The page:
In this Dec. 4, 2017, photo, people walk by Google offices in New York. Google is blaming "vandalism" at Wikipedia for search results that incorrectly said the ideology of the California Republican Party included "Nazism." The results appeared in a Google information box screen-captured by Vice Media on Thursday, May 31, 2018. Google quickly removed the section on ideology. (AP Photo/Mark Lennihan)

Google blames Wikipedia for "Nazism" tag on California GOP

June 01, 2018 - 2:21 am

SAN FRANCISCO (AP) — Google is blaming Wikipedia for search results that said the ideology of the California Republican Party included "Nazism." Results were seen in a Google information box screen-captured by Vice News on Thursday.

The story was quickly seized on by Republicans.

Congressman Kevin McCarthy, the majority Republican leader whose district is in central California, tweeted that the results were a "disgrace." California Republican Party executive director Cynthia Bryant said in a statement that Google and Wikipedia should take more ownership of what is published on their sites.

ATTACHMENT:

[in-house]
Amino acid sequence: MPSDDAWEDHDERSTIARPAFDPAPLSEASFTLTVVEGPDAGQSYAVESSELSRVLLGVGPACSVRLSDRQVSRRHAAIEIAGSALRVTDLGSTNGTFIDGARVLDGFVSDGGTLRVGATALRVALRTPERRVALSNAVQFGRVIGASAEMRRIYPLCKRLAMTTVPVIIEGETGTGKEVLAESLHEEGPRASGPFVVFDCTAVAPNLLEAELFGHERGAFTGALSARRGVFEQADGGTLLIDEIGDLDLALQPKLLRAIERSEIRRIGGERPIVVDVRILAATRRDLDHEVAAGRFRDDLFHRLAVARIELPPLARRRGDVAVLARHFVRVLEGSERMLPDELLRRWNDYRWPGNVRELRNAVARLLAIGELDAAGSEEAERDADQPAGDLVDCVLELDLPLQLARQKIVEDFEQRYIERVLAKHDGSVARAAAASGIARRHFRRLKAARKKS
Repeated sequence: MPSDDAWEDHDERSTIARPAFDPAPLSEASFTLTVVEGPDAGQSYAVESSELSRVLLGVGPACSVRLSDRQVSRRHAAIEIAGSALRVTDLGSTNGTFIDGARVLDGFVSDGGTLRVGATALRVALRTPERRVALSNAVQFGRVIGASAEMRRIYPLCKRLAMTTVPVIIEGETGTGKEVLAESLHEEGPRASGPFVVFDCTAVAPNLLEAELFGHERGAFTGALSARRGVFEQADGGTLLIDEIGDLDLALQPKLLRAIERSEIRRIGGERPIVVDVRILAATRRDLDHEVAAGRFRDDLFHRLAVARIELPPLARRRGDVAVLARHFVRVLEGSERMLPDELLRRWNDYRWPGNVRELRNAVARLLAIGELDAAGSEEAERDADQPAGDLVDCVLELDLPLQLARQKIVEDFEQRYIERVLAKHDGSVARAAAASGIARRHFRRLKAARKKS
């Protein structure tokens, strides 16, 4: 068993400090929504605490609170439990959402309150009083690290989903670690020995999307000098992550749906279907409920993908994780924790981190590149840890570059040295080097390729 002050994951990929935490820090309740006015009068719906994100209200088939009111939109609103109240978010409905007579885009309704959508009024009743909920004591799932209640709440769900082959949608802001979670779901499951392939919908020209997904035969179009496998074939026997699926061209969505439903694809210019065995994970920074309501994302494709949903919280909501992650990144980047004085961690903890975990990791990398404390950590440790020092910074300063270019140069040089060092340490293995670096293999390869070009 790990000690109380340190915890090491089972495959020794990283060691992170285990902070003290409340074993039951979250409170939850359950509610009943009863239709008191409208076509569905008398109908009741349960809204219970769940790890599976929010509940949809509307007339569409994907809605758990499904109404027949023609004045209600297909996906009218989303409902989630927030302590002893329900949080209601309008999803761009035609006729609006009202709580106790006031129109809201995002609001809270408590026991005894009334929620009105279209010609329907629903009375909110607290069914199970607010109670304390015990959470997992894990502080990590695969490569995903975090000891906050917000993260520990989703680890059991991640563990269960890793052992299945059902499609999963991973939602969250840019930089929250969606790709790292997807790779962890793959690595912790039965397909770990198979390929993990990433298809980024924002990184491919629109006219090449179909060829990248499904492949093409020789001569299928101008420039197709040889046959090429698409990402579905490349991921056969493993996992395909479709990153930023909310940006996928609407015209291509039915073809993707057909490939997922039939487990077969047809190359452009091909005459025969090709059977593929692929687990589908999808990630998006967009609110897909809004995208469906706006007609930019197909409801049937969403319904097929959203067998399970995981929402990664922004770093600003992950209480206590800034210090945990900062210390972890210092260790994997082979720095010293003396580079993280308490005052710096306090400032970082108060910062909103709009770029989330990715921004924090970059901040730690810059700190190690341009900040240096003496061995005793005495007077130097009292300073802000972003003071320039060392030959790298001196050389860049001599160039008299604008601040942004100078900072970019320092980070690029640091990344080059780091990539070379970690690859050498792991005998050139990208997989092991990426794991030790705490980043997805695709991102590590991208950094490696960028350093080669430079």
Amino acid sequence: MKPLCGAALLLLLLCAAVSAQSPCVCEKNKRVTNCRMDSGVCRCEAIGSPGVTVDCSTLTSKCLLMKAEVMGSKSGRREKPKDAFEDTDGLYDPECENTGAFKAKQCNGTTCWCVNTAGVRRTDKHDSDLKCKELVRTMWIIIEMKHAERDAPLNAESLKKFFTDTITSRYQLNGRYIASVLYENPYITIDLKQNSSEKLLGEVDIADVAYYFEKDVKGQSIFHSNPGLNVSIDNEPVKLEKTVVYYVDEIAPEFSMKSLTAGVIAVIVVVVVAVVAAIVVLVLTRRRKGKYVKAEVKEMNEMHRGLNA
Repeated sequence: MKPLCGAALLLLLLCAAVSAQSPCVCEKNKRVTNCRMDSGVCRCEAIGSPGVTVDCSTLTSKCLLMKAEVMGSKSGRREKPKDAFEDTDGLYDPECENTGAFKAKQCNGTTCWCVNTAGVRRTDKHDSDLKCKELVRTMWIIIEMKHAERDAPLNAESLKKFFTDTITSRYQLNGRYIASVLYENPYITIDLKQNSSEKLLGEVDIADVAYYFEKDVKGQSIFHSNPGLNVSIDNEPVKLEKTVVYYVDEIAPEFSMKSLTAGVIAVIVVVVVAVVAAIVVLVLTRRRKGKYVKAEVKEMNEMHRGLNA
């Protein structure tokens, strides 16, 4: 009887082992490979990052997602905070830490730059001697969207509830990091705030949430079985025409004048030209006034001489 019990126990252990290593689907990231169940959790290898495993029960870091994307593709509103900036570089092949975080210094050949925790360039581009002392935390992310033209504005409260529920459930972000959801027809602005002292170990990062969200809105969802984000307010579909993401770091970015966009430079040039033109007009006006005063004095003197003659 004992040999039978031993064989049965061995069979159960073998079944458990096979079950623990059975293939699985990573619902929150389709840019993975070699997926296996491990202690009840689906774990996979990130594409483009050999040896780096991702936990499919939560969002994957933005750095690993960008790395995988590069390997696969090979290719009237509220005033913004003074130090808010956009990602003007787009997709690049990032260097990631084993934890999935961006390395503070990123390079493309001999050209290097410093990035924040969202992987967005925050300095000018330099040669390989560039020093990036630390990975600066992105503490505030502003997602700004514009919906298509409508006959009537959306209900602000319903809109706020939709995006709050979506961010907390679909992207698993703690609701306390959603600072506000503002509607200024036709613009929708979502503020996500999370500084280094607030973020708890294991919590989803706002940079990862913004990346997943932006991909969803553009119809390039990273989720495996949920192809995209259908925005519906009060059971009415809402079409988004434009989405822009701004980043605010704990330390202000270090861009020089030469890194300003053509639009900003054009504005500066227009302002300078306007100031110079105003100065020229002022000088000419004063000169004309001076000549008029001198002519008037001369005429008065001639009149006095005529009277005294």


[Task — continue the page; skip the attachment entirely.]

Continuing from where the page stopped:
Google quickly adjusted the information box to remove the section on ideology, calling the change "vandalism."

A search of change records show the term "Nazism" was added to the Wikipedia entry twice in the last week before being taken down by other editors.

Websites are exempt from charges of libel under federal law as long as they promptly remove offensive material once notified.

"We have systems in place that catch vandalism before it impacts search results, but occasionally errors get through, and that's what happened here," Google said in a Thursday statement. "This would have been fixed systematically once we processed the removal from Wikipedia, but when we noticed the vandalism we worked quickly to accelerate this process to remove the erroneous information."

The latest gaffe comes two months after YouTube CEO Susan Wojcicki told an audience at the SXSW technology conference that YouTube would begin to rely on Wikipedia entries to create a "companion unit" that will be shown beside conspiracy theory videos that continue to populate the platform.

Wojcicki told Wired editor Nicholas Thompson at the time that the unit was meant to show alternative sources of information so a viewer would "be able to research other areas as well."